Killip, M. (1976) The Folklore of the Isle of Man. Rowman and Littlefield, New Jersey.

Rose, C. (2000) Giants, Monsters, and Dragons. W. W. Norton and Co., New York.

Bulgu

Bulgu

The Guji Oromo of Ethiopia tell of a brother and sister who went down to the river to fetch water. There they met a Bulgu, “cannibal”, a fearsome ogre with four eyes, a head like an axe blade, arms like axe handles, and stocky legs like pestles. Before the children could react, the bulgu seized and devoured the boy. As he licked his lips, he told the girl “If you tell anyone about what you just saw, I will eat you, you and all in your family!”

Bulgu sketchThe traumatized girl ran home in tears. When questioned by her father about her missing brother, she remembered the bulgu’s words and said “He got lost in the brush, he wandered off alone”. But all she could think of was her brother’s death and the ogre’s threat, and she refused to eat for days, wasting away. Eventually she became too weak to move, and called her father to her bedside. “Father, build me nine high, thick fences around the house, and I will tell you why my brother disappeared”. Nine palisades were constructed of juniper, and the daughter finally told all. The father was incensed. He built a platform of branches above the hut to hide his daughter, then seized his lance and went off to slay the bulgu.

It was all in vain. The bulgu had heard every word the girl said, and approached the hut after the father was gone. Ten magic formulae were mumbled, and the nine gates and the door burst open. The bulgu searched high and low for the girl, and he wouldn’t have found her if she had not broken wind in fear. When her parents returned, the only thing left of her was her middle finger.

References

Bader, C. (2000) Mythes et legendes de la Corne de l’Afrique. Editions Karthala, Paris.

Tutschek, L. (1845) Dictionary of the Galla Language, v. II. F. Wild, Munich.

Bigorne

Variations: Bugorne; Bicorne, Bycorne, Bulchin, Fill-Gutt (English); Biurro, Biarro, Biligornia, Tantafera (Italian)

Bigorne

Bigorne is as corpulent as its counterpart Chicheface is emaciated. This bloated creature was said to feed solely on husbands who obeyed their wives, and as such was fat and well-fed. Of French origin, it featured in a number of facetious works from the 15th century and on. Both Bigorne and Chicheface are notably represented in frescoes at the Chateau de Villeneuve, in Auvergne, by Rigault d’Aurelle.

The name Bigorne is presumably derived from bicornis, “two-horned”, and also refers to a two-horned anvil. Bigorne itself claims to hail from the fictitious land of Bigornois. The word and variations of it have also been used to refer to debauched old women, to navy infantrymen (bigorniaux or bigreniaux), and to periwinkle snails (bigornebigorneau).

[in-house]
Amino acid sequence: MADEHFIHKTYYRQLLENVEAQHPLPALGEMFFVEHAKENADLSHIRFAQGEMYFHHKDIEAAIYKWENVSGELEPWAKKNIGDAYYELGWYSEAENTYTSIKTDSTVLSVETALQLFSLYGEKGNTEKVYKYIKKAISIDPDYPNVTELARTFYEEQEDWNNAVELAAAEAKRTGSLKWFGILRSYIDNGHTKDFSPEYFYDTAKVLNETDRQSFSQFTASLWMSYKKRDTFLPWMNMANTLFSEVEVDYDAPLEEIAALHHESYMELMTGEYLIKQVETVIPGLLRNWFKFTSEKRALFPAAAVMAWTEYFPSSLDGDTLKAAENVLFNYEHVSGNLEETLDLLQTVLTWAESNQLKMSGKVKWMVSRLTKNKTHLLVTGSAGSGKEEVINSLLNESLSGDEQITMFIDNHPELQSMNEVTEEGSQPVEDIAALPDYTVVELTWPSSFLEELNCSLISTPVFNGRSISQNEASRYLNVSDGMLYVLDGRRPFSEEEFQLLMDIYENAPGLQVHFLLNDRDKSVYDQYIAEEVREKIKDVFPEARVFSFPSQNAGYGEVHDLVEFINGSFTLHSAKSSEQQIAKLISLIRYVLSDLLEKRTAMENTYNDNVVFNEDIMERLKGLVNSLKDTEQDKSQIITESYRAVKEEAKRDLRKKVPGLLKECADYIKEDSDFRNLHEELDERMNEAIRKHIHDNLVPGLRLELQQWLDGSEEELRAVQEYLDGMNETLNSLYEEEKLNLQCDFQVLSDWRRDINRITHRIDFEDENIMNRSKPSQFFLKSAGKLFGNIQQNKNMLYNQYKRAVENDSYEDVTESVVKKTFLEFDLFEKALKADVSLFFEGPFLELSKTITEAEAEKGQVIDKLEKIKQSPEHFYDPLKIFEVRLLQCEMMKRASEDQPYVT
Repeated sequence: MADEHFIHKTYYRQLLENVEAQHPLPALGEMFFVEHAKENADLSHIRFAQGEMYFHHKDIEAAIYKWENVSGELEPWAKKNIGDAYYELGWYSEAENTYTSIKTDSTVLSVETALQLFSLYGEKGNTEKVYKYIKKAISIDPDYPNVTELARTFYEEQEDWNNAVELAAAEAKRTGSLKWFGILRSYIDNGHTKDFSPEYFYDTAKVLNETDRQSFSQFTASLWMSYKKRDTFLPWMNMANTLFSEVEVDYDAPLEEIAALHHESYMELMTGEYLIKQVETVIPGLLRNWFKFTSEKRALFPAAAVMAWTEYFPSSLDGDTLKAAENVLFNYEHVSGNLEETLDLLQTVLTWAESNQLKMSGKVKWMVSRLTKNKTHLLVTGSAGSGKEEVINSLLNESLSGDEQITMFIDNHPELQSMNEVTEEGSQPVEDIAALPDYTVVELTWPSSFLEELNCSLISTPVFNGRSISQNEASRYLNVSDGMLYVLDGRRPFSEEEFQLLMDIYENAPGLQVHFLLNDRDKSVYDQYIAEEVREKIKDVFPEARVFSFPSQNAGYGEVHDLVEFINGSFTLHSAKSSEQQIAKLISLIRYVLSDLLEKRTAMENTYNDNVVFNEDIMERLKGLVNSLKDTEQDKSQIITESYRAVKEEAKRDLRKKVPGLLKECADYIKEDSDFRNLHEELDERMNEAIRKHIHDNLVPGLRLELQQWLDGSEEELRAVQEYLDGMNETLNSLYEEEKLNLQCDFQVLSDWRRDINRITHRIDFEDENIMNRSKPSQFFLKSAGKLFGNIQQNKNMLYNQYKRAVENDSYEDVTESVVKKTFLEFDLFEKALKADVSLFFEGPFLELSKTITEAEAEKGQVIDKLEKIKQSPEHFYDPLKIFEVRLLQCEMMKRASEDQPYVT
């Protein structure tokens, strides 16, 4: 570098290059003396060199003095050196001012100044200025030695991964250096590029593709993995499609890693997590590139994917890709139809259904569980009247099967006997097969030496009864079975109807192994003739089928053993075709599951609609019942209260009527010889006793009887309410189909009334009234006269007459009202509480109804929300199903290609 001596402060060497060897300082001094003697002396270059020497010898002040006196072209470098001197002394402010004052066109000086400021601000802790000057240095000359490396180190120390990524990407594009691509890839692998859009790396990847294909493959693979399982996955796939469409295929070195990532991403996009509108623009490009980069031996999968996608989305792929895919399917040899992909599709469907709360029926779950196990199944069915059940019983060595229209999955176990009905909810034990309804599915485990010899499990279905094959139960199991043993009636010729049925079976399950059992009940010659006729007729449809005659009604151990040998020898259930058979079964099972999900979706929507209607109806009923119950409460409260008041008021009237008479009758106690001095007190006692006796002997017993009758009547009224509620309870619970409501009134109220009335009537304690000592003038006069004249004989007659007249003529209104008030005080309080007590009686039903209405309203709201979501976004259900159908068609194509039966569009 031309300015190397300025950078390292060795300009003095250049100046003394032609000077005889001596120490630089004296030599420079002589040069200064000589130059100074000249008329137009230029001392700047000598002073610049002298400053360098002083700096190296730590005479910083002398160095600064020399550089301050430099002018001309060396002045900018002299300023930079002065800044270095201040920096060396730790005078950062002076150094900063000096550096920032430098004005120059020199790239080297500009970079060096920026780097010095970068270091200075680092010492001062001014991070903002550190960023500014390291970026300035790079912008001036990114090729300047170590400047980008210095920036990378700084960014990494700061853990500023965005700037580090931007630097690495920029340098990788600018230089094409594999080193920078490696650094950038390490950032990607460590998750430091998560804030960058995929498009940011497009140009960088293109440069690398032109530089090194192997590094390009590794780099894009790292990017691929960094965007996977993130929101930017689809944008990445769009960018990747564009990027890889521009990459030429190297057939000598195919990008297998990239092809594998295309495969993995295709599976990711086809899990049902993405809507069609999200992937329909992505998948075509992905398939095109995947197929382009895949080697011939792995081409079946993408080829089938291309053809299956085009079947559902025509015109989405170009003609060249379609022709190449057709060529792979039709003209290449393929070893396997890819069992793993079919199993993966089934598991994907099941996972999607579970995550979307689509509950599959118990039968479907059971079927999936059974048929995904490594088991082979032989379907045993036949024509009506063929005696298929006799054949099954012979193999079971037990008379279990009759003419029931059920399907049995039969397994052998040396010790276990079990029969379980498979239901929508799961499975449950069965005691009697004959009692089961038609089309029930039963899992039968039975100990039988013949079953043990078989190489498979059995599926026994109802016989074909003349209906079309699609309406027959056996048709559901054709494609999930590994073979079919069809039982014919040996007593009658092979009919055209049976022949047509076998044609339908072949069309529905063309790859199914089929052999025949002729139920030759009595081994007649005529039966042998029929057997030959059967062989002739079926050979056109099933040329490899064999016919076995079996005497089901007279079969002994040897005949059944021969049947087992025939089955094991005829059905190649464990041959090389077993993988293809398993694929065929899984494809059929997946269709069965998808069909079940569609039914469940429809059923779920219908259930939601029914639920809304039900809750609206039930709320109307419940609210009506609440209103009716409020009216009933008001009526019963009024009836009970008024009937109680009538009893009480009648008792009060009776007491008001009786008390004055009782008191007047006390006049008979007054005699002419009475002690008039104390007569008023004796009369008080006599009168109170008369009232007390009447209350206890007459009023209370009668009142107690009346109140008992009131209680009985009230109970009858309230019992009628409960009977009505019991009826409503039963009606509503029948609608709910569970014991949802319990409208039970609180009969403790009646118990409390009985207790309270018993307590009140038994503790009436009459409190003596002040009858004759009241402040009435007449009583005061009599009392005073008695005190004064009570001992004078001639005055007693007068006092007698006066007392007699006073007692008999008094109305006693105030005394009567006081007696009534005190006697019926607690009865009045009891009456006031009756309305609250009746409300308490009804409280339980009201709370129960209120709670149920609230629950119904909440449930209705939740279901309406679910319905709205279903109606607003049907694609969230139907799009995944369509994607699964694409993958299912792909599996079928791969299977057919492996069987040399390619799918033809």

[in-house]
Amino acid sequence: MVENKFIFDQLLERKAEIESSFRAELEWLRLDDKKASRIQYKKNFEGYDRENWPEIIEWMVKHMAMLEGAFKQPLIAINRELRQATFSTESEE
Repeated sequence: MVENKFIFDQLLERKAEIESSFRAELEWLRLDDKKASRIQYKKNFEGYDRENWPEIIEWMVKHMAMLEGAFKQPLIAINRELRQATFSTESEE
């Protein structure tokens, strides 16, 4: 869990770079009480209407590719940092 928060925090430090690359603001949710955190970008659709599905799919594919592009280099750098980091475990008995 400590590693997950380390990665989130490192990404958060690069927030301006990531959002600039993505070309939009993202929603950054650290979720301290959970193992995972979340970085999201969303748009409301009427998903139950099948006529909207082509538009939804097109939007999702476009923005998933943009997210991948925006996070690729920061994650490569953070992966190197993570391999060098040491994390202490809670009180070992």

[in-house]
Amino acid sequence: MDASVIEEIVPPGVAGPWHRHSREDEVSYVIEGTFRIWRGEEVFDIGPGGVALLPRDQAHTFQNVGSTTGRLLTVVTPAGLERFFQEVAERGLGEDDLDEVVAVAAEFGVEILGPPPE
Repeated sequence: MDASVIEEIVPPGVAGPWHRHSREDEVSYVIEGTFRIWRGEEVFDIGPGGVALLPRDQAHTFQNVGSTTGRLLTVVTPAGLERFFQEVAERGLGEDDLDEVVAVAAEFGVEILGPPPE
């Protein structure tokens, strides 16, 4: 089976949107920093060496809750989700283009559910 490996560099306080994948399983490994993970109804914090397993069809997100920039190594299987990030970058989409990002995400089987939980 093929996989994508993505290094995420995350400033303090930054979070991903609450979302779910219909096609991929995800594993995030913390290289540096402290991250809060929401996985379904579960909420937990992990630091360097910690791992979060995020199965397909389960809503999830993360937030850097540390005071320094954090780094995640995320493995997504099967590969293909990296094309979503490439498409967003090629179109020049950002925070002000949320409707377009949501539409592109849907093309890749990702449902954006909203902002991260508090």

Representations of Bigorne show a massive creature taking clear inspiration from the better-known Tarasque. It has overlapping scales on its rounded back, a smooth belly with lozenge-like scales, clawed bestial forepaws, webbed hindpaws, and a tufted tail. Its face is somewhat human in appearance, unlike that of Chicheface. Alas, no horns are present.

Bigorne has no shortage of patient and submissive husbands to feed on. In its signature poem, Le dit de Bigorne (“The say of Bigorne”), it states that Bons hommes sont bons a manger (“Good men are good to eat”). It is accosted by a desperate man who seeks deliverance from his wife, begging it to eat him; the Bigorne has to excuse itself as it’s still working on its last meal – Attens ong peu beau damoyseau / Laisse mavaller ce morceau / Qui est tresbon ie ten asseure / Et puis a toy ie parleray / Et voulentiers tescouteray (“Wait a bit handsome youth / Let me swallow this morsel / Which is quite delicious I assure you / And then I will talk to you / And gladly listen”). It refers to women and Chicheface disdainfully and brags of its gluttony: Ils viennent a moy a milliers / Aussi grans comme de pilliers (“They come to me in the thousands / Each as big as a pillar”). It finally consents to eat the man; this being a medieval farce, the poem ends on a suitably crude tone as the Bigorne requests that he not break wind or urinate while it swallows him. Il ne te fault point deschausser / Ni despoiller, cest ma nature / Bons hommes font ma nourriture (“You needn’t remove your shoes / Or undress, for it’s my nature / Good men are my food”).